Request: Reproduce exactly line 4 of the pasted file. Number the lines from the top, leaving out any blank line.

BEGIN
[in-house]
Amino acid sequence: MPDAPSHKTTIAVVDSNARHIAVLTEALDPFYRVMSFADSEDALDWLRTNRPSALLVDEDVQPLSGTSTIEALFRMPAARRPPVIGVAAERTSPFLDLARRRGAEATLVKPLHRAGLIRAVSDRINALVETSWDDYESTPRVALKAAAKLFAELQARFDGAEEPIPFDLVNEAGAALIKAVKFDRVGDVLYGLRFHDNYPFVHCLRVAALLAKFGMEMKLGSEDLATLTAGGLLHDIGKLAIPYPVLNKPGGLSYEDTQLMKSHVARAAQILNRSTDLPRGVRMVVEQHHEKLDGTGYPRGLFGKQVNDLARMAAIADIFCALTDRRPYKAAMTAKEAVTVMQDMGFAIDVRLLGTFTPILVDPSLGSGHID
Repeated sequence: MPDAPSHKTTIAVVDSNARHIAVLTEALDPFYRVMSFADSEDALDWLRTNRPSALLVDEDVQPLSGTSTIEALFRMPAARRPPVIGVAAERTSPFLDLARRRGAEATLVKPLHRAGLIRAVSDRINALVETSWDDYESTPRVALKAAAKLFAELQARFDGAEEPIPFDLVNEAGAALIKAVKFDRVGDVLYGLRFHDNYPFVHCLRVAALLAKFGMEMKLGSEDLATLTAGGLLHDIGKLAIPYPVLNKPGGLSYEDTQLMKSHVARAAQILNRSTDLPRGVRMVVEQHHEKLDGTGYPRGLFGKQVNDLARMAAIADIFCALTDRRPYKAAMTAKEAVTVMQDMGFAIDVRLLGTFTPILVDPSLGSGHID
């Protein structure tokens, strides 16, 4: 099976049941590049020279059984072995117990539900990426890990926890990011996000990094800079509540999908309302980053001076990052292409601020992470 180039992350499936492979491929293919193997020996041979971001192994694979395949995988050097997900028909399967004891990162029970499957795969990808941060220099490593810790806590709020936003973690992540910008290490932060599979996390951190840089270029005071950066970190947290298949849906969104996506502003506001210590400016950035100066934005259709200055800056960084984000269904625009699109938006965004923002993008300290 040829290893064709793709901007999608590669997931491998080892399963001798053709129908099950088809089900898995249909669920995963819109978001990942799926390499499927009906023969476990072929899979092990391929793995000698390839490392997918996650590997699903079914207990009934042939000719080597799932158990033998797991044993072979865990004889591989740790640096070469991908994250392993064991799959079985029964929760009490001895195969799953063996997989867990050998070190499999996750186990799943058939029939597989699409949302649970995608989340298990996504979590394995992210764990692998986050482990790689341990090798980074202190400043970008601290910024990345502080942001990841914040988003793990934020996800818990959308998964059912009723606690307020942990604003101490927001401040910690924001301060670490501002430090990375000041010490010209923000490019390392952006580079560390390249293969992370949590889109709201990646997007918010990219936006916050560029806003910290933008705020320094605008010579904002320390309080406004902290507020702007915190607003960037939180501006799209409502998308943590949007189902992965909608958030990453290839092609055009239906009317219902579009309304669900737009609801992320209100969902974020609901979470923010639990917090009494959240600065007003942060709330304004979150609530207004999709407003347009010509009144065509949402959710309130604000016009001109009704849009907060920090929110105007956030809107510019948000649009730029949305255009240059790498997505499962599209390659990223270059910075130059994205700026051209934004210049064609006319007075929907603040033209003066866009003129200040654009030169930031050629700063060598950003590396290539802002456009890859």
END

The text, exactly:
């Protein structure tokens, strides 16, 4: 099976049941590049020279059984072995117990539900990426890990926890990011996000990094800079509540999908309302980053001076990052292409601020992470 180039992350499936492979491929293919193997020996041979971001192994694979395949995988050097997900028909399967004891990162029970499957795969990808941060220099490593810790806590709020936003973690992540910008290490932060599979996390951190840089270029005071950066970190947290298949849906969104996506502003506001210590400016950035100066934005259709200055800056960084984000269904625009699109938006965004923002993008300290 040829290893064709793709901007999608590669997931491998080892399963001798053709129908099950088809089900898995249909669920995963819109978001990942799926390499499927009906023969476990072929899979092990391929793995000698390839490392997918996650590997699903079914207990009934042939000719080597799932158990033998797991044993072979865990004889591989740790640096070469991908994250392993064991799959079985029964929760009490001895195969799953063996997989867990050998070190499999996750186990799943058939029939597989699409949302649970995608989340298990996504979590394995992210764990692998986050482990790689341990090798980074202190400043970008601290910024990345502080942001990841914040988003793990934020996800818990959308998964059912009723606690307020942990604003101490927001401040910690924001301060670490501002430090990375000041010490010209923000490019390392952006580079560390390249293969992370949590889109709201990646997007918010990219936006916050560029806003910290933008705020320094605008010579904002320390309080406004902290507020702007915190607003960037939180501006799209409502998308943590949007189902992965909608958030990453290839092609055009239906009317219902579009309304669900737009609801992320209100969902974020609901979470923010639990917090009494959240600065007003942060709330304004979150609530207004999709407003347009010509009144065509949402959710309130604000016009001109009704849009907060920090929110105007956030809107510019948000649009730029949305255009240059790498997505499962599209390659990223270059910075130059994205700026051209934004210049064609006319007075929907603040033209003066866009003129200040654009030169930031050629700063060598950003590396290539802002456009890859």